Cover image for I am a wolf
I am a wolf
Physical Description:
1 volume (unpaged) : color illustrations ; 27 cm
"A dog who insists she is a wolf finds the perfect home with a young girl who sees past her prickly personality"--


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A dog who insists she's a wolf finds the perfect home with a young girl who sees past her prickly personality in this pet adoption story that's as laugh-out-loud funny as it is heart-tugging.

When a particularly growly pup finds herself in an animal shelter, she insists that she is a wolf--a lone wolf. After all, she's not sweet, she's not cute, and she is just fine on her own! Luckily, there's one little girl at the shelter who knows that sometimes, good dogs act bad when they feel afraid and that extending a little kindness can help even the most wolfish pup at the pound let down her guard.

Author Notes

Kelly Leigh Miller is an illustrator and author. She lives in Chicago, IL, with Frankie, her lovable bad-dog-turned-good, the inspiration for I Am a Wolf . This is her debut picture book.

Reviews 3

Publisher's Weekly Review

A small, watermelon-shaped dog with two sharp fangs and prick ears barks like a ferocious wolf. But, judging by the amused expressions on the shelter workers' faces, she's not that scary. Prospective pet owners react differently to the wannabe wolf as she tries to prove herself unadoptable-she tears up her bed ("I am not cute") and gobbles down her food ("I am not sweet"), then sits miserably in her enclosure, quietly insisting "I am a lone wolf." But readers will notice someone noticing her-an exuberant girl in a tutu who kisses her and names her "Wolf." Debut creator Miller's boldly expressive cartoons show the varying temperaments of dogs and humans. Even the lone wolves of the world, her friendly story suggests, need love. Ages 4-8. (May) © Copyright PWxyz, LLC. All rights reserved.

Kirkus Review

Wolf vigorously denies that he's cute. He's wrong.The eponymous wolf is a rotund, fanged, puglike, stray dog, and its first-person narration is printed in emphatic capital letters: "MOST WOLVES LIVE IN PACKSBUT NOT ME. / I AM A LONE WOLF." This last line is accompanied by pictures of two apron-clad people approaching the little dog. The aprons are emblazoned with a paw-print emblem, and the people cautiously crate the dog as it snaps and cries, "BARK BARK BARK." The next spread shows the dog glowering in a pen within a cheery-looking animal shelter. The text reads, "I'M FINE ON MY OWN," as happy, diverse families (notably including same-sex couples) smile while interacting with other dogs. Just below this textual rebuff arrives the girl poised to flout such sentiments. She has brown skin and voluminous, curly black hair, and she's trailed by a woman who reads as her mother, with similar coloring, and a white-appearing, bespectacled man who reads as her dad. Unlike others, the girl is charmed by the dog, who continues to "BARK!" even at sympathetic workers. In a wordless spread, notable for its spare focus on them alone, the girl hugs the dog, then dashes away, leaving it bereft. But! She returns, leash in hand, and Wolf leaves with her family, now exclaiming, "I AM WOLF. / AND THIS IS MY PACK." Working digitally, newcomer Miller creates her cartoon characters with emphatic swatches of matte color against generous white space.Lovable. (Picture book. 3-6) Copyright Kirkus Reviews, used with permission.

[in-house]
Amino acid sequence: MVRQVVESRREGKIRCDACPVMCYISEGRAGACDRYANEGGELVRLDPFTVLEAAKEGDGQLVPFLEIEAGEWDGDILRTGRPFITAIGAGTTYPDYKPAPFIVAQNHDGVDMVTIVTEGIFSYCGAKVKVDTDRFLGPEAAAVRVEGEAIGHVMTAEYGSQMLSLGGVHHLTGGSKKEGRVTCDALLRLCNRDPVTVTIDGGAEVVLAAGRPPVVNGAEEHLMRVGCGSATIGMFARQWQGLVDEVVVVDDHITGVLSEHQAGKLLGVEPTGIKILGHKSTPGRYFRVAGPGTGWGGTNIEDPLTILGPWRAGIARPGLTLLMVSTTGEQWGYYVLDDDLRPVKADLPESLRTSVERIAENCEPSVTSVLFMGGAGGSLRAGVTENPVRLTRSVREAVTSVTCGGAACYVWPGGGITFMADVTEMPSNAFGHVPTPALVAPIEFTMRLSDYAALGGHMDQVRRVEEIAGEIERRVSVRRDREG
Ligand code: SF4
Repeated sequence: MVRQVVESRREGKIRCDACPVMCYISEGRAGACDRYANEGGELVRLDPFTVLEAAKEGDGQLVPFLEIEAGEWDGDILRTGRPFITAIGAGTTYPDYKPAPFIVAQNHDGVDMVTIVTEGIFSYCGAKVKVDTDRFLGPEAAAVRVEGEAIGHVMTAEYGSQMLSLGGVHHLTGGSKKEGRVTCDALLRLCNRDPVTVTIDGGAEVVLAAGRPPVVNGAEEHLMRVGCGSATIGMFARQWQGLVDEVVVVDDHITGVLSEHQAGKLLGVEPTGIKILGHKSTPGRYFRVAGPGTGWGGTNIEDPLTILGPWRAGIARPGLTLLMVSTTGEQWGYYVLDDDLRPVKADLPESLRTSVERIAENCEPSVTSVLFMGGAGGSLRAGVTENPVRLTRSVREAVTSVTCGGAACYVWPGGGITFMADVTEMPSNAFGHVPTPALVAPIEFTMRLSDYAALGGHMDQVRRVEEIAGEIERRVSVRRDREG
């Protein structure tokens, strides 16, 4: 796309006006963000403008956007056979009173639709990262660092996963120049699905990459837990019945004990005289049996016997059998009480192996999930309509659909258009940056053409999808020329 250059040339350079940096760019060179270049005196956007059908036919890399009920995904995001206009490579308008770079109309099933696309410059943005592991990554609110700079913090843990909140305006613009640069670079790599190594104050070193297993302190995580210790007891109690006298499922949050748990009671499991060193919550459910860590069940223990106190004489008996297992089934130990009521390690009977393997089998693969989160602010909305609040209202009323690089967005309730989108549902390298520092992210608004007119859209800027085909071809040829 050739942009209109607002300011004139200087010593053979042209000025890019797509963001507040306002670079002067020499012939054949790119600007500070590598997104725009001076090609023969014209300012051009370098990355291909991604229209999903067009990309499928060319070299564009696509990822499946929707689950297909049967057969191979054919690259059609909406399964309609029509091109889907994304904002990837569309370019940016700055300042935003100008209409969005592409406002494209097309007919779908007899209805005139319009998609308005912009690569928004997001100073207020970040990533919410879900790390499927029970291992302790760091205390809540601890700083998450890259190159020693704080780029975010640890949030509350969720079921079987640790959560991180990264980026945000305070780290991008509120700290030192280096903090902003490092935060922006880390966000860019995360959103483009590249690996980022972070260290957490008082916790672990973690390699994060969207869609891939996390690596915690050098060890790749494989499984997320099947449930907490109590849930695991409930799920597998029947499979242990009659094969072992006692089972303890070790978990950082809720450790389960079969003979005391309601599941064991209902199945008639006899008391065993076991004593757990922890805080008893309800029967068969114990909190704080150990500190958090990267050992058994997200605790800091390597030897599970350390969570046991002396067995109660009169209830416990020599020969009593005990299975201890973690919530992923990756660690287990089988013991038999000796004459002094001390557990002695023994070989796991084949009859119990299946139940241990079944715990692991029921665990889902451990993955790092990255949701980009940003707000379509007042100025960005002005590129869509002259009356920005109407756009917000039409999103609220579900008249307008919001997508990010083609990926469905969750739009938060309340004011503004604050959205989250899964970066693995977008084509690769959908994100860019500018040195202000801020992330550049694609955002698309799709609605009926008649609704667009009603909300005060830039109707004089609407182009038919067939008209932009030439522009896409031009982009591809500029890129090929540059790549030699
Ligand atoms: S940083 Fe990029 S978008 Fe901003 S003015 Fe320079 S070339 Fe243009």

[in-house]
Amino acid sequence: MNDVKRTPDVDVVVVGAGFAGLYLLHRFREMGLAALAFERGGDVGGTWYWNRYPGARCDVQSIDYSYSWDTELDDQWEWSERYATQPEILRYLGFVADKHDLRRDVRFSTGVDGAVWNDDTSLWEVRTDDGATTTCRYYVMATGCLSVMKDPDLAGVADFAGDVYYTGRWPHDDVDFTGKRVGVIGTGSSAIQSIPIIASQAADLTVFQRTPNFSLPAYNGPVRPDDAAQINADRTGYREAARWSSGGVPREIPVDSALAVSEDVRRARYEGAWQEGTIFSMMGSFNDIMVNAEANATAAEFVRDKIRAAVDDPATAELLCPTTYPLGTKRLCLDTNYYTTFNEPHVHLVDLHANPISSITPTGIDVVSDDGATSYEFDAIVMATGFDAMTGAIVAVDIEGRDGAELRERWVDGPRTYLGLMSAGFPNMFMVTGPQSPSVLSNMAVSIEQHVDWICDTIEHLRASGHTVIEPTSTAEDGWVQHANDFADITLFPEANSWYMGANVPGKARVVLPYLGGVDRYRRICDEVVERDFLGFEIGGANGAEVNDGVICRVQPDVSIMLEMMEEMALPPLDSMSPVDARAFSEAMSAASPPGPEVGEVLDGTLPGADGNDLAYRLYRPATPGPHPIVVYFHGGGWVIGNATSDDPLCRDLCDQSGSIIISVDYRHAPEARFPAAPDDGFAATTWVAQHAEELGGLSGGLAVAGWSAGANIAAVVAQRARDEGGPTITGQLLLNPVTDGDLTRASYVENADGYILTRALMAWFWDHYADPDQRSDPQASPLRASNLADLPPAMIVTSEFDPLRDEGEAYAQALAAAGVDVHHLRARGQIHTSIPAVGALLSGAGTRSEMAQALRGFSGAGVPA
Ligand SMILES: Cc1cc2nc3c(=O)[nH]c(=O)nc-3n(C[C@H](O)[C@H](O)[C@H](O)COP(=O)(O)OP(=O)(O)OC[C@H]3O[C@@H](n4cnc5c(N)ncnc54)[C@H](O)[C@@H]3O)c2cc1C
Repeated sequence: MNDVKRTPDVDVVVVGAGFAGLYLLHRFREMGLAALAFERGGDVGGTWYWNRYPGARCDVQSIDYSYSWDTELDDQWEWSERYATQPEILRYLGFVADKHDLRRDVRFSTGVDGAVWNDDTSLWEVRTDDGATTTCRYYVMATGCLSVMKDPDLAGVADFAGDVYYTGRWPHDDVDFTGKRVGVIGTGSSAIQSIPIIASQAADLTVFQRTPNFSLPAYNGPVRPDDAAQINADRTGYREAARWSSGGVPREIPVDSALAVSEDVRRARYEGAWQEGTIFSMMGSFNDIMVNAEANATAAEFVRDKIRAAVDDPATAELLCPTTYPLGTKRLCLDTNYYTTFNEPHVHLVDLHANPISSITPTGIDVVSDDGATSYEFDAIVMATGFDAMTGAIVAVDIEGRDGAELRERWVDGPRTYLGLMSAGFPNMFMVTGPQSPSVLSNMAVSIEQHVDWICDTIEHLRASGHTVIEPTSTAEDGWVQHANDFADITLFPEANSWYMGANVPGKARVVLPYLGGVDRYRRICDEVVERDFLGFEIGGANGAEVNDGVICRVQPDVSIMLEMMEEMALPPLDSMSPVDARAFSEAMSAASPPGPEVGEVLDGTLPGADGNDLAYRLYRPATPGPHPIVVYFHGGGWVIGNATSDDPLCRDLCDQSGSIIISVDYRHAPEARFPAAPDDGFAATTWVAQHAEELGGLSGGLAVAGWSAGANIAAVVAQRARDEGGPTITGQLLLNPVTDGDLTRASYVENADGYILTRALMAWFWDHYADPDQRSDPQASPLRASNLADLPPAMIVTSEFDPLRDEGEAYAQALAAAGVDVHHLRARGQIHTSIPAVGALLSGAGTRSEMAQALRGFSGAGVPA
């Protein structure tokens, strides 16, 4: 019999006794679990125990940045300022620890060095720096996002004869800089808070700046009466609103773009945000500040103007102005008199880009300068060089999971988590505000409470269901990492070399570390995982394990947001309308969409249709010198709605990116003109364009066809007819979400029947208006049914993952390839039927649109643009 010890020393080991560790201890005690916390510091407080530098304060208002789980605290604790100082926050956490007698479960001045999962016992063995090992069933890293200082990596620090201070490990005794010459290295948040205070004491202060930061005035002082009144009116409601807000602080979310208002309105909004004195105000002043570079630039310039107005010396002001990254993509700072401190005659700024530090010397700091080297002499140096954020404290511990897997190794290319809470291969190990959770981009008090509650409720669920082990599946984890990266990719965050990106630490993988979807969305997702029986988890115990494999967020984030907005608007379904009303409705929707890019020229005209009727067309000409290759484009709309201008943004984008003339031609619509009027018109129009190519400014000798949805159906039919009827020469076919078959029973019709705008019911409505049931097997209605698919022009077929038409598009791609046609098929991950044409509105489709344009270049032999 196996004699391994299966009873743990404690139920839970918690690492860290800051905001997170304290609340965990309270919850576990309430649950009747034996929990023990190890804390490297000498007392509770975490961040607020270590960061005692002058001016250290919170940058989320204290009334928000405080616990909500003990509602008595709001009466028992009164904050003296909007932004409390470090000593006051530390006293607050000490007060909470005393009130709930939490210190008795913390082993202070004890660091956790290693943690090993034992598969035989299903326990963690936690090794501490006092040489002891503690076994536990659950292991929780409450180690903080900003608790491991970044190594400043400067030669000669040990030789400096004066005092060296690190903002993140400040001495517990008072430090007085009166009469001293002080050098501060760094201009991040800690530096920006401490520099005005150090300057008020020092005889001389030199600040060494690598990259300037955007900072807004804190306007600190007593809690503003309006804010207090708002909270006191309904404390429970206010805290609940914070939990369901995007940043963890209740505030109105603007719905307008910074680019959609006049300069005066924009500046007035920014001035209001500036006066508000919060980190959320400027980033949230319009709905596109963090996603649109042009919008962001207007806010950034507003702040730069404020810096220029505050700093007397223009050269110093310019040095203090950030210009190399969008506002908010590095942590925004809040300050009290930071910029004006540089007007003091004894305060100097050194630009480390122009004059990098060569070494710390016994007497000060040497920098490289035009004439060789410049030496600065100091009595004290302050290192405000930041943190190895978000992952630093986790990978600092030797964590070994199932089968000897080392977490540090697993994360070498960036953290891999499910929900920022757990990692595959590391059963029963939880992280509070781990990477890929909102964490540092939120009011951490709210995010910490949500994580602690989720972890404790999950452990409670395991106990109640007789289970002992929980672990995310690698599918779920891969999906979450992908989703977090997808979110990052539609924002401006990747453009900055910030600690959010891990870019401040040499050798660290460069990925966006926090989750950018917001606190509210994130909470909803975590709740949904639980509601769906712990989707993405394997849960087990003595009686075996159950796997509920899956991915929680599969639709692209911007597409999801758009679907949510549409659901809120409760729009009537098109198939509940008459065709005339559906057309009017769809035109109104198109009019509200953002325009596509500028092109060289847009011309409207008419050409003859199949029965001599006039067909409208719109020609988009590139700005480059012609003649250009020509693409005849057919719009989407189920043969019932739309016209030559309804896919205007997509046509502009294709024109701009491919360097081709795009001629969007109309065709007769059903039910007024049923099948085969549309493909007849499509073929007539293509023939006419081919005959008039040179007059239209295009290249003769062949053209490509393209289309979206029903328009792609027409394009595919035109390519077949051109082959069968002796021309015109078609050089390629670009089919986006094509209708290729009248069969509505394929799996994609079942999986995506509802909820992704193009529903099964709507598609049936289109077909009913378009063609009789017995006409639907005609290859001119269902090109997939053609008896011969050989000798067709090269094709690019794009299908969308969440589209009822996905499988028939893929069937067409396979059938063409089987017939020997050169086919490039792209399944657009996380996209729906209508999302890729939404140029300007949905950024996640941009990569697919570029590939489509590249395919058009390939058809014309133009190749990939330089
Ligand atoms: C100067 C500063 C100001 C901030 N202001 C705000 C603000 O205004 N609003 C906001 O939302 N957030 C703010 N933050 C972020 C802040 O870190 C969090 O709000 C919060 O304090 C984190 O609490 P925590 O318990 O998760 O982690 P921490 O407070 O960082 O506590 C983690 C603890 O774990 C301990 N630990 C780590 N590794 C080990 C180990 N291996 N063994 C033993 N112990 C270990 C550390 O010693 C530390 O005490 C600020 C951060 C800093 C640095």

Booklist Review

I AM NOT CUTE!!! roars a shelter dog recently rescued off the streets, scowling and proclaiming herself a scary beast and a lone wolf. Unfortunately, as she has the general look of a small, brown potato in Miller's cleanly drawn cartoon closeups, her wildest yaps only leave everyone in sight, even the local pigeons, smiling. The visually presented plot line begins in an alley, where the little boot-chewer is found, caged, and transported to an outdoor pen, joining crowds of happy-looking dogs who are inspected by more crowds of smiling prospective owners. She sees other dogs carried off in loving arms, but will the right family for her ever come along? No fears one glance from Pearl, a button-eyed, brown-skinned child, and the bonding is instant: Wolf? I am Wolf, the new adoptee barks, lunging fiercely against a leash in the final scene of Pearl and her (biracial) parents, and this is my pack. A joyful debut, starring a stray with the force of personality, if definitely not the disposition, of a Chris Raschka dog.--John Peters Copyright 2019 Booklist